The US has a tradition of fine sports writing, born of the era when a slew of beat writers had to compete every day for every possible newspaper reader. "How long does it take you to write a column?", someone once asked Red Smith. "As long as I've got." was the inevitable comeback. The newspapers aren't the force they once were (though Peter Gammons started there, and he can write when he wants). Roger Angell is still the grand poet of the sport. But writers grow into the job: listen to stat-head Bill James:
But the true story of baseball in the 1950's is not a story about greedy men who betrayed the trust of loyal rooters and brought the golden age of sport crashing down as they foraged for even greener pastures. It is a story about fear and urban decay, about a panic-stricken industry scrambling for survival. It is a story about old ballparks that had come to symbolize the rotting neighborhoods in which they rested, and were smashed apart so that something new and full of promise could be put in their place. We know now that this was a mistake, and we wish now that they had saved the old ballparks. But we must also hope that history will have compassion in surveying our mistakes, and for that reason we must try not to judge to harshly the mistakes of the generation before us.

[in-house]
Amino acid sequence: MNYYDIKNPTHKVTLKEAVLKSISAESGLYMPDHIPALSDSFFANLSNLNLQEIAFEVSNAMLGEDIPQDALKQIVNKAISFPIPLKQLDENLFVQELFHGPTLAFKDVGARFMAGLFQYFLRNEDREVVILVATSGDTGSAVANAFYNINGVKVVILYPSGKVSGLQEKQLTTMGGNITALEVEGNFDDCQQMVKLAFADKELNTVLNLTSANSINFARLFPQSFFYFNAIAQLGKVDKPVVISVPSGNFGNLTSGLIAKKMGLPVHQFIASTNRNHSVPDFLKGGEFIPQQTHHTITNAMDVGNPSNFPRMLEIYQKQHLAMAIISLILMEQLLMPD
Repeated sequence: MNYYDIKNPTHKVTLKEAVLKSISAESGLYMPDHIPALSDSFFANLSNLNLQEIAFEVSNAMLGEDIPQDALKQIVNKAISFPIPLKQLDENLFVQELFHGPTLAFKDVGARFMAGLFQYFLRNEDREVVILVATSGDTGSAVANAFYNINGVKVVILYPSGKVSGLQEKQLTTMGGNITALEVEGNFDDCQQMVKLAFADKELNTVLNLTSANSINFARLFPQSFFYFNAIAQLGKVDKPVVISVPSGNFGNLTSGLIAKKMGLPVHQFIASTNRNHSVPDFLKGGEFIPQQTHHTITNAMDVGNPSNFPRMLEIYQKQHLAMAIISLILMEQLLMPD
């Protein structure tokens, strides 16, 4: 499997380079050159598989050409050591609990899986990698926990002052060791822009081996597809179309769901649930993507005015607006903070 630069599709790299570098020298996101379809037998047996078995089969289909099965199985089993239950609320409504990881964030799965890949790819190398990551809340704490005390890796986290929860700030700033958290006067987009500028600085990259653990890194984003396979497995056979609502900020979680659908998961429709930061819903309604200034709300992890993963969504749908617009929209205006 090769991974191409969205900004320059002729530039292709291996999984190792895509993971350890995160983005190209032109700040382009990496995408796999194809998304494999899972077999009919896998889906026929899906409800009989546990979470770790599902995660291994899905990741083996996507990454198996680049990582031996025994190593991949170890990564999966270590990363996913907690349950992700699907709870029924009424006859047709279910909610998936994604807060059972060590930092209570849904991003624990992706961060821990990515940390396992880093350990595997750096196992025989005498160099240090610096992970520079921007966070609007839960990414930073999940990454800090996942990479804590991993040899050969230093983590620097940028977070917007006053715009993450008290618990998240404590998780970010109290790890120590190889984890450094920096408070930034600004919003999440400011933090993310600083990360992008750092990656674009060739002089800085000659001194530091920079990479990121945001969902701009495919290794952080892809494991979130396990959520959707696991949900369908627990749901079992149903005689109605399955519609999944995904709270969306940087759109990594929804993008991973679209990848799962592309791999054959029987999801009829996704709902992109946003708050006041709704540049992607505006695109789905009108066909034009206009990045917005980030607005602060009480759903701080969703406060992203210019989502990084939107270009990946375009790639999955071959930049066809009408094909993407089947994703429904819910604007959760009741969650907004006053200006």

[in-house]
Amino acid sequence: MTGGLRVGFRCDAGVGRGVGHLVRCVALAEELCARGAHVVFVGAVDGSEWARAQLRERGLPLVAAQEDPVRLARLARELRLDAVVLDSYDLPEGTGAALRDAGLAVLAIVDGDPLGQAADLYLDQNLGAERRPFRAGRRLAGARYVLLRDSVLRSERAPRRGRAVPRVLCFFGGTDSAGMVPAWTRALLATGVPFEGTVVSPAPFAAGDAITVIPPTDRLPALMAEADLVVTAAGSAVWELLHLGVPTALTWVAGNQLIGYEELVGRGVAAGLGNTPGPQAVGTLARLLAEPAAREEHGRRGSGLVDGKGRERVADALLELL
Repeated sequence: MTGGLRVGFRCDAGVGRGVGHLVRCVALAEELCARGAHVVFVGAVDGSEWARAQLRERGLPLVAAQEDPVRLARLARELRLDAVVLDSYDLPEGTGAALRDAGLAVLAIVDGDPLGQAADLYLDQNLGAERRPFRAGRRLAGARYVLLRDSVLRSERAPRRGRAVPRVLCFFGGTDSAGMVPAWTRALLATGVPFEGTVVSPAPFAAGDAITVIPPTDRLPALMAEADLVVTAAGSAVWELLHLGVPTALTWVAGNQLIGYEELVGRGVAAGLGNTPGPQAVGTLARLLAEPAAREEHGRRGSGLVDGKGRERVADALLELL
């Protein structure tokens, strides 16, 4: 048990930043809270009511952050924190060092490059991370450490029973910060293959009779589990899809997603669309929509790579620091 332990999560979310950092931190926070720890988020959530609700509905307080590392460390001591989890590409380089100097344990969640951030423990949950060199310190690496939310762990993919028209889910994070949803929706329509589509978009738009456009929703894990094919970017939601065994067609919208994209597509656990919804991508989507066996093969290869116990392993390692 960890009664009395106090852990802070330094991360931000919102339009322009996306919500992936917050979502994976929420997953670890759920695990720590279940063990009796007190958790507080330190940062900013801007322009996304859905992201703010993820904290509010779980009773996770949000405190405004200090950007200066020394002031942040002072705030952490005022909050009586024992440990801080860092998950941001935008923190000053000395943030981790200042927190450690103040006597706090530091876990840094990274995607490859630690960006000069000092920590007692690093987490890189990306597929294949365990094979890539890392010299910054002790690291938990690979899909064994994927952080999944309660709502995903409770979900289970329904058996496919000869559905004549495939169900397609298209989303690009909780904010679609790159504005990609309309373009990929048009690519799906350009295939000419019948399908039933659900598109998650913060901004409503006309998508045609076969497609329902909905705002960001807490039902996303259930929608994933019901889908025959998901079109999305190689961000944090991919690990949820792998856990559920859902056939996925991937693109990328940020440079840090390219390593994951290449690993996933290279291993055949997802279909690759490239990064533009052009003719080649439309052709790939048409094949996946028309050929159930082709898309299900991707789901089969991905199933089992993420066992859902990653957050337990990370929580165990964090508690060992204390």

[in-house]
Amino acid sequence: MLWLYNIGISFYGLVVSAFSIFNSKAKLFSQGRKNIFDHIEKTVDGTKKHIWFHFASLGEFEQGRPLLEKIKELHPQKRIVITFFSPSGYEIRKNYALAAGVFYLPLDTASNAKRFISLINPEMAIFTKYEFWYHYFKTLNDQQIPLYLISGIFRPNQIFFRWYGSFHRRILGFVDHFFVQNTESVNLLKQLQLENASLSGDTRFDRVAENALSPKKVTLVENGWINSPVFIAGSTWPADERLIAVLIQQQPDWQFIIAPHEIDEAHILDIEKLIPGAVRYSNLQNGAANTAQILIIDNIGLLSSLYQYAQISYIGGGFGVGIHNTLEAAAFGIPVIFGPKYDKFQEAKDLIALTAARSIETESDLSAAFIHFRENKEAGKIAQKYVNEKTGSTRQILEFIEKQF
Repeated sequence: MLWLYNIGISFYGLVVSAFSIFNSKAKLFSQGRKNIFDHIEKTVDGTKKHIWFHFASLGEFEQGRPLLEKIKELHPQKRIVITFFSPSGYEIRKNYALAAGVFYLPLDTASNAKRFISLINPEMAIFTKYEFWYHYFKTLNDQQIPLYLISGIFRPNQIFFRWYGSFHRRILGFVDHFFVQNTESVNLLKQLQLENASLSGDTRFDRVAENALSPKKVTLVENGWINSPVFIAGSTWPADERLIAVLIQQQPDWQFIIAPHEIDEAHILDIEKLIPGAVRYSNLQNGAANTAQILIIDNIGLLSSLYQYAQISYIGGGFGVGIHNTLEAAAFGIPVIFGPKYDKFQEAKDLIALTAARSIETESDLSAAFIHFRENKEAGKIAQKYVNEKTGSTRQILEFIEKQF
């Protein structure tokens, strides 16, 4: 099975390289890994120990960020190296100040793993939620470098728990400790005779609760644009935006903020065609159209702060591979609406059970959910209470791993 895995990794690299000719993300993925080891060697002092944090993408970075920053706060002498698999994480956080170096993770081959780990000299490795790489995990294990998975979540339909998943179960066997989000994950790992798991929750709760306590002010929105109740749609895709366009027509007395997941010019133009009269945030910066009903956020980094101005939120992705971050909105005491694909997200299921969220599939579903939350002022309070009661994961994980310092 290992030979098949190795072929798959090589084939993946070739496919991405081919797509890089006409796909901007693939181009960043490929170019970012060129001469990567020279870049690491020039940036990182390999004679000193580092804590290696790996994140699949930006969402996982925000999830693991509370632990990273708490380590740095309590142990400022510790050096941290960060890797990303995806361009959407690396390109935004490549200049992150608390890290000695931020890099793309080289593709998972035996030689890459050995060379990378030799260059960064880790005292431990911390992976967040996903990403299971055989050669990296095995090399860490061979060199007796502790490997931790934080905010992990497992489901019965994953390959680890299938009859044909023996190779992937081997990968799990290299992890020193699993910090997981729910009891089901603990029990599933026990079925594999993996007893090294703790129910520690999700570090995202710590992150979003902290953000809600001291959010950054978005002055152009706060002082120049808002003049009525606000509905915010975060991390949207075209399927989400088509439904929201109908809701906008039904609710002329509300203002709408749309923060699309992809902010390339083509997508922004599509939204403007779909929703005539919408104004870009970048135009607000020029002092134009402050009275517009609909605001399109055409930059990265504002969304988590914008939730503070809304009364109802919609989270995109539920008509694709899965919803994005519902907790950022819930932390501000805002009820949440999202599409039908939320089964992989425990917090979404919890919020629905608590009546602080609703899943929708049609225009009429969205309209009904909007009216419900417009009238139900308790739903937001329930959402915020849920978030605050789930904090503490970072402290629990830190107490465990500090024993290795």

This appears on page 241 of a book that runs to 924 pages. It also appears in the first version of this book, but that's unusual: almost everything here is new. Preserving something this good is just good sense. James isn't stuffy, or fussy, and he isn't a poet. He simply writes damn well, and finds something interesting to say about hundreds and hundreds of men who played the game.